On-screen ‘auditions’ for embryos may double chances of IVF success

COUPLES undergoing IVF treatment stand to benefit from a new screening technique that films the first 48 hours of an embryo’s development and pinpoints which embryos will continue to develop healthily.

Scientists from Stanford University, California, used time-lapse photography to observe the length of time taken for the first few cell divisions after fertilisation of the egg and were able to predict with more than 90 per cent accuracy whether embryos would develop successfully to six days.

In the study, published in the journal Nature Biotechnology, the researchers filmed the development of 242 frozen, one-cell healthy human embryos using a specially built time-lapse digital video microscope that captured the embryos at three critical stages.

When the scientists assessed the embryos after 48 hours, they could establish with 93 per cent accuracy whether they would continue to develop successfully. The findings could double the odds of success for couples struggling to conceive naturally and could reduce the need for multiple births.

In a typical round of IVF doctors currently monitor embryonic development for three to five days in an attempt to identify those that are more likely to result in healthy pregnancies.

Many fail after implantation, which typically happens at day three.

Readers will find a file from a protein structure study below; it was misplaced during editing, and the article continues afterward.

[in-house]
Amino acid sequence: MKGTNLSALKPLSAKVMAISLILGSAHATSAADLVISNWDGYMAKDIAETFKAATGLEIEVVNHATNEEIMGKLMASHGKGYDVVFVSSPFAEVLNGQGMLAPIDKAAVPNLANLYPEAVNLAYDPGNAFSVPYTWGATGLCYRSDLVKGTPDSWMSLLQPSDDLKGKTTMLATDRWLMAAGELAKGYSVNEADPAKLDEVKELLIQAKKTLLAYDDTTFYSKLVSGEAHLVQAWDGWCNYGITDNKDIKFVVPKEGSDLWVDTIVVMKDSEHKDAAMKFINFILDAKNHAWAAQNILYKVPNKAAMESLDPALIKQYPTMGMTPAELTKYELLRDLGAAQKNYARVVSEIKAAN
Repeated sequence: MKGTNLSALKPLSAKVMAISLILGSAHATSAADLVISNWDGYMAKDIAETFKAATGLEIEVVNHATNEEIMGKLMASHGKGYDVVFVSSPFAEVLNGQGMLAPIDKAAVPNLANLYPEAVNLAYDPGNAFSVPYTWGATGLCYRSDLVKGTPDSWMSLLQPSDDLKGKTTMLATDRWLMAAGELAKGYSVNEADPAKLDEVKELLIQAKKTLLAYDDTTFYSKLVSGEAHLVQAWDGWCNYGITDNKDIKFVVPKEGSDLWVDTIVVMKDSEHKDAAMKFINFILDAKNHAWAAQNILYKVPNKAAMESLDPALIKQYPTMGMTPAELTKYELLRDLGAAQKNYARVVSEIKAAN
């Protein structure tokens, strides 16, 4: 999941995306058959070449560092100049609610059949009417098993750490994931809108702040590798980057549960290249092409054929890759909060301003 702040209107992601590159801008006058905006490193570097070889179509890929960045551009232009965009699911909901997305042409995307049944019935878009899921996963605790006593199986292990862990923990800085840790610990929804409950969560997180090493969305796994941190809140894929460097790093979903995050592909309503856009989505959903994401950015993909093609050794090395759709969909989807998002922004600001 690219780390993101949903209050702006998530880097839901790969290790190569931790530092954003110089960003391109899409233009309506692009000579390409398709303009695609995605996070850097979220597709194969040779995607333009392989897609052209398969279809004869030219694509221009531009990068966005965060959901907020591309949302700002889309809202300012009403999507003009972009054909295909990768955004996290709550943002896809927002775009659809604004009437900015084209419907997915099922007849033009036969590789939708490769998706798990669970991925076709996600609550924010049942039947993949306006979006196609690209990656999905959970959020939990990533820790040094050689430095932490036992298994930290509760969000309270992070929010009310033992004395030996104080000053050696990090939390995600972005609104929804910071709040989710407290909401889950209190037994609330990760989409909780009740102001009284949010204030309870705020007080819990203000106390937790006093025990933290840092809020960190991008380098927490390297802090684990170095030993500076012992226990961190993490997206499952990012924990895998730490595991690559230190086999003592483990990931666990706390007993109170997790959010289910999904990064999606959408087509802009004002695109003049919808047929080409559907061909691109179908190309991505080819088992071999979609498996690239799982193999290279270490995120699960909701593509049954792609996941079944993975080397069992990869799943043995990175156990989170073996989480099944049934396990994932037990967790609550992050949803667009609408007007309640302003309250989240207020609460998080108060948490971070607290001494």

“We could potentially double the chances of pregnancy for some age groups,” said Kevin Loewke, formerly of Stanford University and engineering program manager at Auxogyn, a biotechnology company set up to commercialise the findings.

At present, success rates vary depending on the clinic and age of the woman but tend to be around 35 to 50 per cent.   To increase chances of becoming pregnant most women elect to transfer two or more embryos to increase the chance of a live birth. ”  However, this increases the chances of a multiple birth or means that more embryos are destroyed during the IVF process.

“Until recently, we’ve had so little knowledge about the basic science of our development,” said the lead author and geneticist, Renee Reijo Pera.   “In addition to beginning to understand more about our development, we’re hopeful that our research will help improve pregnancy rates arising from in vitro fertilisation, while also reducing the frequency of miscarriage and the need for the selective reduction of multiple embryos,” she said.

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